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Module

MUS3009 : Global Pop

  • Offered for Year: 2020/21
  • Module Leader(s): Dr Richard Elliott
  • Lecturer: Dr Lawrence Davies
  • Owning School: Arts & Cultures
  • Teaching Location: Newcastle City Campus
Semesters
Semester 1 Credit Value: 10
Semester 2 Credit Value: 10
ECTS Credits: 10.0

Aims

The aims of the module are:

• To familiarise students with the scale, history and social significance of the global recording industry
• To introduce students to the ways in which cultural gatekeepers have responded to musics of other cultures
• To encourage an understanding of the critical approaches to the study of global popular musics.
• To extend student knowledge of, and appreciation of, different repertoires and approaches to global popular musics
• To improve student communication and critical thinking skills

This module traces the growth in awareness of musics from around the world from the early twentieth century onwards, an awareness made possible by developments in sound recording. From the first global recording boom of the 1920s to the contemporary mania for digging into the past (vinyl archaeology), sound recordings have been a primary means for listeners to experience otherness, for the music industry to diversify its market and for ‘experts’ (musicians, critics, DJs, collectors, academics) to negotiate discourses around other cultures.

The module is taught via a combination of theory and practice. Lectures introduce students to concepts connecting developments in recording technology to the growth in global pop, as well as analysing attempts by Anglophone critics and collectors to negotiate music unfamiliar to them. Small group teaching sessions develop students’ powers of critique through analysis of primary sources and discussion of recent scholarship on world music, globalisation and empire. Practical activities provide opportunities to take on the task of explaining and curating a range of music cultures via writing, blogging, exhibiting, compiling and mixing. Assessment tests written critical skills and practical and creative application of concepts and musical knowledge.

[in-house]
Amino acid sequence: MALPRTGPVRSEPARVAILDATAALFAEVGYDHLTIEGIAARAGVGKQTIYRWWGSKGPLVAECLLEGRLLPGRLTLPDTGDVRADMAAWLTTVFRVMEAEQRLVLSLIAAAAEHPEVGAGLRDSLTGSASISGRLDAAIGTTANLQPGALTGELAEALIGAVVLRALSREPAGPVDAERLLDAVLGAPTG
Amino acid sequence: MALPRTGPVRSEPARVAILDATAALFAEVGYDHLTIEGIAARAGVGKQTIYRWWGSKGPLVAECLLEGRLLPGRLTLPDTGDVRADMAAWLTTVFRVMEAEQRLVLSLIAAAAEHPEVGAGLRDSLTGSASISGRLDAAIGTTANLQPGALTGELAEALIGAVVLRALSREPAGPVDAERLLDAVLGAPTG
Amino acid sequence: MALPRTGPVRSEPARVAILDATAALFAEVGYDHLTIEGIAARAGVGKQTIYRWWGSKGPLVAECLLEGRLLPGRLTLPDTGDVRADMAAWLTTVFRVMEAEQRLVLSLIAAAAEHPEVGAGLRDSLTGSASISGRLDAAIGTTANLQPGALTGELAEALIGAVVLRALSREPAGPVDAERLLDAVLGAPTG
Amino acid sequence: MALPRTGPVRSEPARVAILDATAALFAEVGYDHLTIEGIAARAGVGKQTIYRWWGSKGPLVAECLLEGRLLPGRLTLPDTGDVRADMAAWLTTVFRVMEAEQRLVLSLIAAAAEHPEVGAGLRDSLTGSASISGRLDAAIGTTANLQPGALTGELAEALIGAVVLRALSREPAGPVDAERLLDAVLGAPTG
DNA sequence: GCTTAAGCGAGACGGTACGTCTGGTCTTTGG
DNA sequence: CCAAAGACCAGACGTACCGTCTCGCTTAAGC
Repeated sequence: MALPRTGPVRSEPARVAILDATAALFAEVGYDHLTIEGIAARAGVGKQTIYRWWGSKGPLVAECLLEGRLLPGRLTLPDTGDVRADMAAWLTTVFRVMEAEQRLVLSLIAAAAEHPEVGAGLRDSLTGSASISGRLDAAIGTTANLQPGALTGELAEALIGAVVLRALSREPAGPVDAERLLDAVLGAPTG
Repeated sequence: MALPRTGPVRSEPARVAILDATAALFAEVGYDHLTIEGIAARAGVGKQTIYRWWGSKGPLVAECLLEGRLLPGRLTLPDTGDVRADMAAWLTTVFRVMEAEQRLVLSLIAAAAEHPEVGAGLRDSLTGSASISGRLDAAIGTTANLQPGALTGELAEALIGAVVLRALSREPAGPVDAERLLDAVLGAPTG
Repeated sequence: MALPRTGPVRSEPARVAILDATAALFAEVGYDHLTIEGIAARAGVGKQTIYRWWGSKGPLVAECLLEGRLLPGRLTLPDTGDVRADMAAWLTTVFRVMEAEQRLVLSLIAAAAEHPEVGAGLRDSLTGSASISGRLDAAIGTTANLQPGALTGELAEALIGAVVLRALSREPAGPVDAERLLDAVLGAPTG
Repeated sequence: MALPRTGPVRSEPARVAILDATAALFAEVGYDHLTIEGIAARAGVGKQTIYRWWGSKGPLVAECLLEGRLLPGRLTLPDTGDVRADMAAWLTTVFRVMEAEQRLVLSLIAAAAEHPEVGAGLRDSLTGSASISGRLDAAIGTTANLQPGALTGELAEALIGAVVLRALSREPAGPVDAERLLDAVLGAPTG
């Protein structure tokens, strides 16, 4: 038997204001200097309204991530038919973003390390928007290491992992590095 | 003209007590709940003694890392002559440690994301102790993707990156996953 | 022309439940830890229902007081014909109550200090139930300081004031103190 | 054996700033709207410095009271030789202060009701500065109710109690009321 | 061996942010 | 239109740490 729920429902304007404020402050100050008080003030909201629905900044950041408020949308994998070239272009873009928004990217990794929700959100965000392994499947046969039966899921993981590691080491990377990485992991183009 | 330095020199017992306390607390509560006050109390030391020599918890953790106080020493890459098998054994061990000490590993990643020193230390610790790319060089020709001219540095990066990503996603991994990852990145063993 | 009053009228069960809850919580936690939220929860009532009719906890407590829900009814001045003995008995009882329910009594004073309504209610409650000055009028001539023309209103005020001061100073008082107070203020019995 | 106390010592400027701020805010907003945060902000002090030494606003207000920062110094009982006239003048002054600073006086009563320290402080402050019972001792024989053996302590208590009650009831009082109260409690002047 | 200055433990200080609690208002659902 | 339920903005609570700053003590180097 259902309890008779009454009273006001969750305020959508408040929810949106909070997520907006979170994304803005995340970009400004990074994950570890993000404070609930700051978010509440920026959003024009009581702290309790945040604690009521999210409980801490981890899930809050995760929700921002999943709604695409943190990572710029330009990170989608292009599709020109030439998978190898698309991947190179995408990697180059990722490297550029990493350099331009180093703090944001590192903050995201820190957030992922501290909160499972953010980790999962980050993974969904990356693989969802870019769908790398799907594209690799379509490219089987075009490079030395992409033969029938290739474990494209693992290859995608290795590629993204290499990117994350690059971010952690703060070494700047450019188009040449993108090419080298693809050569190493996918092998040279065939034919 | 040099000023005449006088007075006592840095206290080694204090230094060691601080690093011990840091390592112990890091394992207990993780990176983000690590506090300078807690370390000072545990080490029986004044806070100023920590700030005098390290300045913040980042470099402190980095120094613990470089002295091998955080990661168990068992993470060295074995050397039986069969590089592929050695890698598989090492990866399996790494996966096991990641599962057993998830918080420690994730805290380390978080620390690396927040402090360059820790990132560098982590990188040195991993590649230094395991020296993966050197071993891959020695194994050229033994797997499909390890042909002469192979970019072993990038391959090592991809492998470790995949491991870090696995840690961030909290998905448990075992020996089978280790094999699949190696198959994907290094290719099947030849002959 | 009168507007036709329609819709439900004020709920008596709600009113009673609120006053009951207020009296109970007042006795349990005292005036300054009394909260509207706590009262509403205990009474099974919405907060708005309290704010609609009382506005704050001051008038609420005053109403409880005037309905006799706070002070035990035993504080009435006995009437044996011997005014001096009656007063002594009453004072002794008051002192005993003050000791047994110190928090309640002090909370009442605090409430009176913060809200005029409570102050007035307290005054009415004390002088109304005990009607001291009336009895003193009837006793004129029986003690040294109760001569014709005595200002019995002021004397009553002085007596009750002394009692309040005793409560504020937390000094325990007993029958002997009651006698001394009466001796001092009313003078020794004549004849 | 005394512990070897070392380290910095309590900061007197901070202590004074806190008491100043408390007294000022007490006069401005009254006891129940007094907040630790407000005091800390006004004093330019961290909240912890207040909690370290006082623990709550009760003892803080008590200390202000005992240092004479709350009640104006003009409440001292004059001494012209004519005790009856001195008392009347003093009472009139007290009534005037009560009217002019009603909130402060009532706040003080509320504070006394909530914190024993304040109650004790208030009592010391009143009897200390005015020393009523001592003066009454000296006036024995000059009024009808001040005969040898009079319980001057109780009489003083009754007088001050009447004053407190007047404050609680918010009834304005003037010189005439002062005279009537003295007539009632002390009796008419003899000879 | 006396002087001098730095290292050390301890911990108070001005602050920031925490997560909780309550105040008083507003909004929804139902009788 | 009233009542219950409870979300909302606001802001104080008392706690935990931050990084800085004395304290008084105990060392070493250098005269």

Outline Of Syllabus

The module typically covers a range of topics related to the dissemination and reception of global popular musics, including:

• The importance of sound recording and related technologies to the spread of global pop
• Processes of gendering and racialisation arising from responses to global musics
• Value judgments associated with of the strange, exotic and weird as applied to global sound recordings
• Touring sounds and vagabond sounds: The migration of people and music
• Concepts of journeying in and via sound
• The World Music boom of the 1980s and the development of the World Music Network
• The challenges of curating world musics
• Relation between ethnomusicology, social media and convergence culture
• Crate digging global sounds, phonographic archaeology and outernational musics
• Cosmopolitans and cosmopolitanisms

Teaching Methods

Please note that module leaders are reviewing the module teaching and assessment methods for Semester 2 modules, in light of the Covid-19 restrictions. There may also be a few further changes to Semester 1 modules. Final information will be available by the end of August 2020 in for Semester 1 modules and the end of October 2020 for Semester 2 modules.